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Grass pea

An insurance crop that could hold the secrets to drought and flood tolerant harvests

The sustainable development need

Climate-resilient agricultural systems which provide nutritional security and have a small carbon footprint.

Grass pea (Lathyrus sativus) is a hardy legume grown for food, feed, and fodder. It is an ancient crop which has been cultivated for more than 8000 years because of its tolerance of drought, flooding, salinity, and poor soils, its ability to fix nitrogen, and its seeds with high levels of protein.

These traits make it an outstanding crop for ensuring nutritional security for resource-poor farmers, especially in the face of impending changes in climate. However, the presence of a neurotoxin (β-ODAP) has limited its breeding and modern-day cultivation. β-ODAP causes neurolathyrism – a paralysis of the lower limbs. If the threat from β-ODAP could be removed, grass pea has great potential.

Our transdisciplinary response

Realising the full potential of grass pea will demand a food systems approach that includes the role of scientists, farmers, consumers, markets and regulators in improving and rehabilitating this orphan crop.

NISD has adopted a cohesive approach that combines biological science to remove the physiological threat of β-ODAP from grass pea, agricultural science to develop and trial new varieties of safe grass pea, behavioural economics to understand farmer and consumer preferences and market analysis to facilitate future deployment of the rehabilitated grass pea crop.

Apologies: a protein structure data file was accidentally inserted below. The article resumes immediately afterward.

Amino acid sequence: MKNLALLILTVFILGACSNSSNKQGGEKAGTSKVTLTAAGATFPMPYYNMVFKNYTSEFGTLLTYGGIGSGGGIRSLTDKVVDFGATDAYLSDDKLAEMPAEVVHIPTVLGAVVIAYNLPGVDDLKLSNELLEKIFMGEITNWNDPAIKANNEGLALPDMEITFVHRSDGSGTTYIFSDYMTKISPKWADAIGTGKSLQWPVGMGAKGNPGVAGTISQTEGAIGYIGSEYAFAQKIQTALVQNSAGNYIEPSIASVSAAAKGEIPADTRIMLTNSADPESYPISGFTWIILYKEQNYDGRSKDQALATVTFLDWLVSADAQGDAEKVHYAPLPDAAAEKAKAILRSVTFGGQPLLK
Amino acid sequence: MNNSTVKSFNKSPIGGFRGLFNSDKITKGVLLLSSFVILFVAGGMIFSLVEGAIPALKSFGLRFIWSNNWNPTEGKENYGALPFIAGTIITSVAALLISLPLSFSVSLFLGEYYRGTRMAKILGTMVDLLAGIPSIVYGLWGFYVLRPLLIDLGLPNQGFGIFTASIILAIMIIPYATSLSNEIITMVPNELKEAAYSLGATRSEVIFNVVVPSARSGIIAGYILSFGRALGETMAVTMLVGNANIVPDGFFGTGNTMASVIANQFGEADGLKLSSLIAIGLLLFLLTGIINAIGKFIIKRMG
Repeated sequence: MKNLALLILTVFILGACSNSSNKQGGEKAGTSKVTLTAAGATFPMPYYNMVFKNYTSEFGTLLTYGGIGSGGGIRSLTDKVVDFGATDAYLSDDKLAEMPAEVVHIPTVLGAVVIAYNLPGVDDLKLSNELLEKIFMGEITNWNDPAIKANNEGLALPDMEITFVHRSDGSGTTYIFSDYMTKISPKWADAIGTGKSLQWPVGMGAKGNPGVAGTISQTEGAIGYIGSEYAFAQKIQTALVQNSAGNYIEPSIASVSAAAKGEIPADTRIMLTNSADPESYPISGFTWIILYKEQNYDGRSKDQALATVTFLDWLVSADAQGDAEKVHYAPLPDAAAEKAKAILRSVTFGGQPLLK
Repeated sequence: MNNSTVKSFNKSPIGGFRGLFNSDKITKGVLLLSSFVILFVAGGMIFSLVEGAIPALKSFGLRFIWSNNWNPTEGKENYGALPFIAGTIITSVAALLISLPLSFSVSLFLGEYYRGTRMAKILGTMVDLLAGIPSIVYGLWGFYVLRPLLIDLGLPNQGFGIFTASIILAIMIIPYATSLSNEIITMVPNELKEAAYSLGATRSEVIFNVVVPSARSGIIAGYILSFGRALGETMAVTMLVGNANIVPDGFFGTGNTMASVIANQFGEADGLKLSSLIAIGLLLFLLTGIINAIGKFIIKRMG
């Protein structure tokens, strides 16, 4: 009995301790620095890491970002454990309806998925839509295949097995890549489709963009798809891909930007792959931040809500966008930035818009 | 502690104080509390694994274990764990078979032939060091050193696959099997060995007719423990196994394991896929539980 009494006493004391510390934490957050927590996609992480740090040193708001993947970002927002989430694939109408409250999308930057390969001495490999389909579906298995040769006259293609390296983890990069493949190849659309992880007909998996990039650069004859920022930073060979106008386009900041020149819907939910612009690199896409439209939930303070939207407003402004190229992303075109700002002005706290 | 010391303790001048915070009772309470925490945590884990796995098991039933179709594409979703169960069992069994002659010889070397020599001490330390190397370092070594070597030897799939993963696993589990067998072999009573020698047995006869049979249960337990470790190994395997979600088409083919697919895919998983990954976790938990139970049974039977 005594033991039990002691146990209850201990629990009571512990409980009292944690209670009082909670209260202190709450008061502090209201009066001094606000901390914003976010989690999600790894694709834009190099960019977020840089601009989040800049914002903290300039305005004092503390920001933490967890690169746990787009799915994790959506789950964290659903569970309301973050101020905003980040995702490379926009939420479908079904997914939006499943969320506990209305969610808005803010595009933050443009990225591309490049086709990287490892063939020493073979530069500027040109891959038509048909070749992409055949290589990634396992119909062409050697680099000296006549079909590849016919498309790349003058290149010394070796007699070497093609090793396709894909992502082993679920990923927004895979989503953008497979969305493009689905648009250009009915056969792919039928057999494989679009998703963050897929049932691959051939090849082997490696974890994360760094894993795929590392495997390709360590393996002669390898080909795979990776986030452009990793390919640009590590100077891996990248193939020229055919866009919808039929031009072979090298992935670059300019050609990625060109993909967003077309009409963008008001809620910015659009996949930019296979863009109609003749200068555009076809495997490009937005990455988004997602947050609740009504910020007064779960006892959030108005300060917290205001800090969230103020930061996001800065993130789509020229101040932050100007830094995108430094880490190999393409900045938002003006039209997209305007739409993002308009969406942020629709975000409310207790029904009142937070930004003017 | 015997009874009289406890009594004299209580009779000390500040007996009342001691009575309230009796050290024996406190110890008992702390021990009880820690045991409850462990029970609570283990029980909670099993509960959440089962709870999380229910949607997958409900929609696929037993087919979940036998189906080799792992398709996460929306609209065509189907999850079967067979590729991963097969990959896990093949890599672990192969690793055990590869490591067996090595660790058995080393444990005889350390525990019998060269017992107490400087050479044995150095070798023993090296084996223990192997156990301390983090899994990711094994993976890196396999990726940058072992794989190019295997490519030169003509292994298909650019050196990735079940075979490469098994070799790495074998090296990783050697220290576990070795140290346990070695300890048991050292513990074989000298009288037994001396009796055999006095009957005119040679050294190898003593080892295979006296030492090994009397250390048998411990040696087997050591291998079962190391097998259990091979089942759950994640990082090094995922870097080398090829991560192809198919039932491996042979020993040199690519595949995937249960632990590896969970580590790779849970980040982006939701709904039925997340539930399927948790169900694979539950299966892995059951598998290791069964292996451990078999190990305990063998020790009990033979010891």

Partners and progress

The NISD team

The NISD team brings together partners from across the Norwich Research Park with collaborators in Kenya, Ethiopia, Morocco and Australia.

Cathie Martin

John Innes Centre

Chris Darby

John Innes Centre

Sita Ghimire


Zewdie Bishaw

International Center for Agricultural Research in the Dry Areas – Ethiopia

Abhimanyu Sarkar

John Innes Centre

Isaac Njaci


Shiv Kumar Agrawal

International Center for Agricultural Research in the Dry Areas

Nigusie Girma

Debre Zeit Research Center – Ethiopian Institute of Agricultural Research

Peter Emmrich


Sagadevan Mundree

Queensland University of Technology

Anne Edwards

John Innes Centre

Matt Heaton

UEA International Development

Progress, outputs and outcomes

Considerable progress has been made in breeding safe grass pea varieties. These varieties are now being field-trialled in Ethiopia and Kenya.


  • UKRI-BBSRC GCRF Sustainable Agriculture for Sub-Saharan Africa (SASSA) grant.
  • John Templeton Foundation
  • UKRI-BBSRC GCRF Agri-Tech Catalyst Seeding Fund Award

Project contact

If you are interested in this project and would like to know more, please contact:

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